Wednesday, January 19, 2011

Anthology Games Part 2 - Tone and Message

In my own experience and studying of RPG's, I've never seen this played out explicitly or even really discussed, but I'd like to see examples if anyone has any. A movie anthology RPG (MARPG) would have to meet a couple of criteria matching what happens in actual movies. First and foremost, an MARPG has to be several smaller games broken up into distinct arcs played out over the course of a single, possibly extended, game session. The games should all share a broad genre (like horror, western, sci-fi, or fantasy) that can give some cohesiveness to the overall tone and message of the night. After all, it's likely that each game will star a whole new cast of characters for the players to utilize in telling the story. 

Those are the most important part of an MARPG - tone and message. Tone is going to be the glue that keeps your stories together - driving towards the overall feeling and helping to deliver the message in turn for each story that's played out. Whether it's thriller, horror, or even slapstick, tone is what ultimately will keep the two to four stories played out make sense when looked at together. It's important to establish the tone of the night outright before even the first game begins. Like trying any genre outside of generic sci-fi or fantasy, you need to let your players know what kind of story they're walking in to. They need to know what types of tropes might be thrown at them, and that they should probably pay a little more attention to keeping the right tone themselves through out the night.

Of course it's possible to play with tone a bit. The anthology movie, The Signal (pictured at the top of this post) is a perfect example of how tone can be manipulated in order to give the audience a reprieve - catch a breather. The Signal is a horror movie through-and-through. In each unique act truly terrible things happen to and are caused by the main characters. The catch here is that each act is directed by a different person. They have to work towards maintaining the message of the movie, but have a lot of freedom otherwise. The second act of the movie takes a turn for very dark comedy which the audience member does not see coming based on the first act. By the time you get to the third act, you've had some time to recover for the pure horror that finished off the film. Consider changing up the tone a bit in the middle of the game to give your players a pallet cleanser of sorts. Just to make sure to re-establish the overall tone for the final act.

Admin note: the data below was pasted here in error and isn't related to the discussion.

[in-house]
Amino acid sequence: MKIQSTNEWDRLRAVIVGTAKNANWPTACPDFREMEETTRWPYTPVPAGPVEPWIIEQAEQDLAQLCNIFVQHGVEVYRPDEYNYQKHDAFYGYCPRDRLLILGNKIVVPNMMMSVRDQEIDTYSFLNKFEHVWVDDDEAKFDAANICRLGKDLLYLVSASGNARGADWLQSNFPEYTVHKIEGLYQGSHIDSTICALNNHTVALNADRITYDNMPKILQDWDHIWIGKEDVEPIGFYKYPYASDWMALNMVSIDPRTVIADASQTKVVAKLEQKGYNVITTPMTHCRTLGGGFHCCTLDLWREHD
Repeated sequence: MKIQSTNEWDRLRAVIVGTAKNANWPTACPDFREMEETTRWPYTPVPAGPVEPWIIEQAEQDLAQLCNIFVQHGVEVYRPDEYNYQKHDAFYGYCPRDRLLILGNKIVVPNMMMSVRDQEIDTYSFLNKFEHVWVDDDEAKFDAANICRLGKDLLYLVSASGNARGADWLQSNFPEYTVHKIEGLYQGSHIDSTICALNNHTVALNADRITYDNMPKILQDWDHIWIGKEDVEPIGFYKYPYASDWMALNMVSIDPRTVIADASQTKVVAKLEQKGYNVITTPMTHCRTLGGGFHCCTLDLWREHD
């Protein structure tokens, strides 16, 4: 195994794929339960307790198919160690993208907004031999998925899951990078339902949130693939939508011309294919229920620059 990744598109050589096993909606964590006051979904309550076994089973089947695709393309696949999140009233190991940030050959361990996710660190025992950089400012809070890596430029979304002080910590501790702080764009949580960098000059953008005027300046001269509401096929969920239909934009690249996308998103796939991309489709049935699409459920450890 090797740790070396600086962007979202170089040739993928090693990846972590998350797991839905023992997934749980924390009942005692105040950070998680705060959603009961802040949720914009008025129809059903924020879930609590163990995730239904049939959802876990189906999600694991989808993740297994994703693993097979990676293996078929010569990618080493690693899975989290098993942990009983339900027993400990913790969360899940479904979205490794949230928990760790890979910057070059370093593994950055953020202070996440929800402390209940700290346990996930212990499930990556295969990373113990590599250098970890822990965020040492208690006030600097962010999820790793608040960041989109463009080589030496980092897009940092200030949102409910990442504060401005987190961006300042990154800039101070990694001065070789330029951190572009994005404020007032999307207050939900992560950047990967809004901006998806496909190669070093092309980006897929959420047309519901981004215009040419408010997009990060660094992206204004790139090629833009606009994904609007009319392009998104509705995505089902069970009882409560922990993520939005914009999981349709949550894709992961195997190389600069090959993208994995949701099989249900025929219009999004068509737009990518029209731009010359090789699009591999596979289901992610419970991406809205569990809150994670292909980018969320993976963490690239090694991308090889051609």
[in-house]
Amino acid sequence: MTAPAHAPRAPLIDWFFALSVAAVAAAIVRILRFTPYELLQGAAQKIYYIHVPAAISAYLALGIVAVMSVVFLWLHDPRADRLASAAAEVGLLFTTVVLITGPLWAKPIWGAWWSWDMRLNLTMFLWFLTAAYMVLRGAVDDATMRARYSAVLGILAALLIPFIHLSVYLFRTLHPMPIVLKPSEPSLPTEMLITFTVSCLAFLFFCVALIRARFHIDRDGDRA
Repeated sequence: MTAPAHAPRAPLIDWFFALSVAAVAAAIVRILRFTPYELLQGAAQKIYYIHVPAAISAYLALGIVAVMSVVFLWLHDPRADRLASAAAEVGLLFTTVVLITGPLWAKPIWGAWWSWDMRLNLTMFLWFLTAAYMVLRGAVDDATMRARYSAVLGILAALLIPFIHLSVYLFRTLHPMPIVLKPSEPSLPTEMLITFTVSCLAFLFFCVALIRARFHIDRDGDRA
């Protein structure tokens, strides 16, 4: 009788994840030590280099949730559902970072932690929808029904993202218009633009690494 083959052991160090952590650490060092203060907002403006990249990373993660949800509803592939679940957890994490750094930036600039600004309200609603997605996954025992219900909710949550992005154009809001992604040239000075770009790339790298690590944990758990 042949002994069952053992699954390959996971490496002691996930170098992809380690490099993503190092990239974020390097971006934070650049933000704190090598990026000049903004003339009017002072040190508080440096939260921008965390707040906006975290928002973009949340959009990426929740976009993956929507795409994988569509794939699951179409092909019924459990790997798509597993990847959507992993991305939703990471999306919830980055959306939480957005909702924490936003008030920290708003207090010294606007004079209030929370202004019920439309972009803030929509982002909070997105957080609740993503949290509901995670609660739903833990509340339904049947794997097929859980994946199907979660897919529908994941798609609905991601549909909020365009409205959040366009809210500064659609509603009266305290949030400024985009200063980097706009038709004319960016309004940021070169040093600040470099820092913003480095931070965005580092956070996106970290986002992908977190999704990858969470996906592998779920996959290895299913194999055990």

Message is the theme of the night. It's what the GM and players will explore through different scenarios and scene set-ups. If tone is the flavor, then message is the actual dish. Message can be as simple as "trust no one" or as complex as "the funniest thing that can happen is when a well-laid plan falls apart." It's the kind of story you want to tell, and each separate game should add something unique to the mix that adds to the overall message. We don't often think of games as something with a message. We tend to just think of something cool or a neat twist and work it into a bigger plot or adventure. In reality, lots of the best games are so good because they have a specific message they want to give the players and all the rules in the game work to support it. Fiasco is the best example I can think of. Both of the messages I used above could match Fiasco's message, but overall it's as simple as this - "Things Fall Apart." Not just plans, but people, relationships, etc.

Planning your message from the start is not just a great way to make sure it's all going to fit together at the end of the night, it's down-right crucial. The message is the true reason to play. It's the theme that you and your players are going to explore using play-acting and game mechanics. In this way, an MARPG is actually a lot like real group work in therapy. Role Play in group therapy is a very popular technique, and it's often used to explore these underlying thoughts and feelings in a person's head. Role Play in Friday night gaming doesn't have to be drawn from a neuroses but instead can be used to explore a creative concept. The message, for example, can be used to explore a theme from a story you're trying to write. An MARPG can help you gain insight into the theme of your story simply by seeing it played out in the message and tone through several different settings, characters, and challenges.

I hope you enjoyed this musing on MARPG's and will come back for my next and final post on the topic where I examine some of the guts of what will make an anthology game really run on all cylinders when the group hits the table.


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